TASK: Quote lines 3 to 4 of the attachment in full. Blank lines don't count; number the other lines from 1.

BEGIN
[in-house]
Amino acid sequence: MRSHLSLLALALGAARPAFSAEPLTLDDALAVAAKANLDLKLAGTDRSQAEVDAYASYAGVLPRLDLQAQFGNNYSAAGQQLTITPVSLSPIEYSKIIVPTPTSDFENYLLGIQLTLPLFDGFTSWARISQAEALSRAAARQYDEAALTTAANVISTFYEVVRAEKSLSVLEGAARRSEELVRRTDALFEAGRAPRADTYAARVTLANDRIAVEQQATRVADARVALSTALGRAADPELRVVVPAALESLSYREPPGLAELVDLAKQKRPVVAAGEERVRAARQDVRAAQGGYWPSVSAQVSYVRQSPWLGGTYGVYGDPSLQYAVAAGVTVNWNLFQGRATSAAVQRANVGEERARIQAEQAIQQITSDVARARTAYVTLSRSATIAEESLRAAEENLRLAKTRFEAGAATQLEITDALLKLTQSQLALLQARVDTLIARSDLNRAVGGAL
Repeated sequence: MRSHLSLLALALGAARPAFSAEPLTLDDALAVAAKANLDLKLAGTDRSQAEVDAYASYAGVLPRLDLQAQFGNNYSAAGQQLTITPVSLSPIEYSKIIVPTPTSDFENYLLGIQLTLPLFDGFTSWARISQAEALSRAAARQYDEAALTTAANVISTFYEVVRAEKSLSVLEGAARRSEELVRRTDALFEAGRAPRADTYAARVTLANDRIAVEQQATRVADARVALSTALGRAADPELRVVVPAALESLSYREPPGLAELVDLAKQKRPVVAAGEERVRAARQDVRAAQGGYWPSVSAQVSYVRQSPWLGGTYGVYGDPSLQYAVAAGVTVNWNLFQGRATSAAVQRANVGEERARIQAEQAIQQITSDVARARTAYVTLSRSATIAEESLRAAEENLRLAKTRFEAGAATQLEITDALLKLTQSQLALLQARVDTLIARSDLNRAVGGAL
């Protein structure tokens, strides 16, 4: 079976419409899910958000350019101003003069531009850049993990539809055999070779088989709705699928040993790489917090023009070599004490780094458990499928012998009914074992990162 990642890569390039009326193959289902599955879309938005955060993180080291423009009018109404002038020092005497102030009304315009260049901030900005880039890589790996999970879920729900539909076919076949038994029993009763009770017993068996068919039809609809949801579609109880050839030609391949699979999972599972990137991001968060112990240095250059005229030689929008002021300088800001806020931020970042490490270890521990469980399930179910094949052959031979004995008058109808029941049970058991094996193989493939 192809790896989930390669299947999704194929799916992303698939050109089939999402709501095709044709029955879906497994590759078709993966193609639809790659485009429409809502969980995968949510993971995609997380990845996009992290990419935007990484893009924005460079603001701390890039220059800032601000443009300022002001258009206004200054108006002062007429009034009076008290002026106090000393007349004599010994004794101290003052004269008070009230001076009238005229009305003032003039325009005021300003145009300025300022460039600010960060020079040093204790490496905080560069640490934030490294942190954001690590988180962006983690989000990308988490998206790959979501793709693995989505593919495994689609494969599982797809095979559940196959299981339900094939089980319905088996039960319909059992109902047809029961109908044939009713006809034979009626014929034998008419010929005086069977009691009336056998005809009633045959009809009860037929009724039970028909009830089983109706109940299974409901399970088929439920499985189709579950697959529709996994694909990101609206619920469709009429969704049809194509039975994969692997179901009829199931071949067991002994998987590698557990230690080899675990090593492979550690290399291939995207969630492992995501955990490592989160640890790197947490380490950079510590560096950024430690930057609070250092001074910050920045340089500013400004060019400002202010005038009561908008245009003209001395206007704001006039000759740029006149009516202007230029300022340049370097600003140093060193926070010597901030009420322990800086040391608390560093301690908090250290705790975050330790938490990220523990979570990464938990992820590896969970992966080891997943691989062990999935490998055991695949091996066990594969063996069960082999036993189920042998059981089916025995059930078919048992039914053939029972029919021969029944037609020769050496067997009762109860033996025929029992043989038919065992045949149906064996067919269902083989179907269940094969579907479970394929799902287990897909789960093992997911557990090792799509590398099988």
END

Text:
Repeated sequence: MRSHLSLLALALGAARPAFSAEPLTLDDALAVAAKANLDLKLAGTDRSQAEVDAYASYAGVLPRLDLQAQFGNNYSAAGQQLTITPVSLSPIEYSKIIVPTPTSDFENYLLGIQLTLPLFDGFTSWARISQAEALSRAAARQYDEAALTTAANVISTFYEVVRAEKSLSVLEGAARRSEELVRRTDALFEAGRAPRADTYAARVTLANDRIAVEQQATRVADARVALSTALGRAADPELRVVVPAALESLSYREPPGLAELVDLAKQKRPVVAAGEERVRAARQDVRAAQGGYWPSVSAQVSYVRQSPWLGGTYGVYGDPSLQYAVAAGVTVNWNLFQGRATSAAVQRANVGEERARIQAEQAIQQITSDVARARTAYVTLSRSATIAEESLRAAEENLRLAKTRFEAGAATQLEITDALLKLTQSQLALLQARVDTLIARSDLNRAVGGAL
């Protein structure tokens, strides 16, 4: 079976419409899910958000350019101003003069531009850049993990539809055999070779088989709705699928040993790489917090023009070599004490780094458990499928012998009914074992990162 990642890569390039009326193959289902599955879309938005955060993180080291423009009018109404002038020092005497102030009304315009260049901030900005880039890589790996999970879920729900539909076919076949038994029993009763009770017993068996068919039809609809949801579609109880050839030609391949699979999972599972990137991001968060112990240095250059005229030689929008002021300088800001806020931020970042490490270890521990469980399930179910094949052959031979004995008058109808029941049970058991094996193989493939 192809790896989930390669299947999704194929799916992303698939050109089939999402709501095709044709029955879906497994590759078709993966193609639809790659485009429409809502969980995968949510993971995609997380990845996009992290990419935007990484893009924005460079603001701390890039220059800032601000443009300022002001258009206004200054108006002062007429009034009076008290002026106090000393007349004599010994004794101290003052004269008070009230001076009238005229009305003032003039325009005021300003145009300025300022460039600010960060020079040093204790490496905080560069640490934030490294942190954001690590988180962006983690989000990308988490998206790959979501793709693995989505593919495994689609494969599982797809095979559940196959299981339900094939089980319905088996039960319909059992109902047809029961109908044939009713006809034979009626014929034998008419010929005086069977009691009336056998005809009633045959009809009860037929009724039970028909009830089983109706109940299974409901399970088929439920499985189709579950697959529709996994694909990101609206619920469709009429969704049809194509039975994969692997179901009829199931071949067991002994998987590698557990230690080899675990090593492979550690290399291939995207969630492992995501955990490592989160640890790197947490380490950079510590560096950024430690930057609070250092001074910050920045340089500013400004060019400002202010005038009561908008245009003209001395206007704001006039000759740029006149009516202007230029300022340049370097600003140093060193926070010597901030009420322990800086040391608390560093301690908090250290705790975050330790938490990220523990979570990464938990992820590896969970992966080891997943691989062990999935490998055991695949091996066990594969063996069960082999036993189920042998059981089916025995059930078919048992039914053939029972029919021969029944037609020769050496067997009762109860033996025929029992043989038919065992045949149906064996067919269902083989179907269940094969579907479970394929799902287990897909789960093992997911557990090792799509590398099988």